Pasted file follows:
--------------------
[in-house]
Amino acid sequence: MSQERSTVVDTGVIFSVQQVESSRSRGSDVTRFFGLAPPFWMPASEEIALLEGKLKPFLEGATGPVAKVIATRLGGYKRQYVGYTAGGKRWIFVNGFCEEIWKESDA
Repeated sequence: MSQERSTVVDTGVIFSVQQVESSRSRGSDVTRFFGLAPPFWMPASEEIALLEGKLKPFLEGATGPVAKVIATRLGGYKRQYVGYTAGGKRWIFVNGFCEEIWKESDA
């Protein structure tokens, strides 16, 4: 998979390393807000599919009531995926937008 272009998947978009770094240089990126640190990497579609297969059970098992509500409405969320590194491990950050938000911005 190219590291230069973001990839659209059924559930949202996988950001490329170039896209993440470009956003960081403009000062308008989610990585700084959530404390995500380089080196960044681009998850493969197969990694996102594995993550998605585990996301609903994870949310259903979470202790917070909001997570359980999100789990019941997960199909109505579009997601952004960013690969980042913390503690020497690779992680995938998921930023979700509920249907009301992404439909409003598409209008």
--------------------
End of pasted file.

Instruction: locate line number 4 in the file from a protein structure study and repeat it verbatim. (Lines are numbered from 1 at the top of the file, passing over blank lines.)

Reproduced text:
């Protein structure tokens, strides 16, 4: 998979390393807000599919009531995926937008 272009998947978009770094240089990126640190990497579609297969059970098992509500409405969320590194491990950050938000911005 190219590291230069973001990839659209059924559930949202996988950001490329170039896209993440470009956003960081403009000062308008989610990585700084959530404390995500380089080196960044681009998850493969197969990694996102594995993550998605585990996301609903994870949310259903979470202790917070909001997570359980999100789990019941997960199909109505579009997601952004960013690969980042913390503690020497690779992680995938998921930023979700509920249907009301992404439909409003598409209008």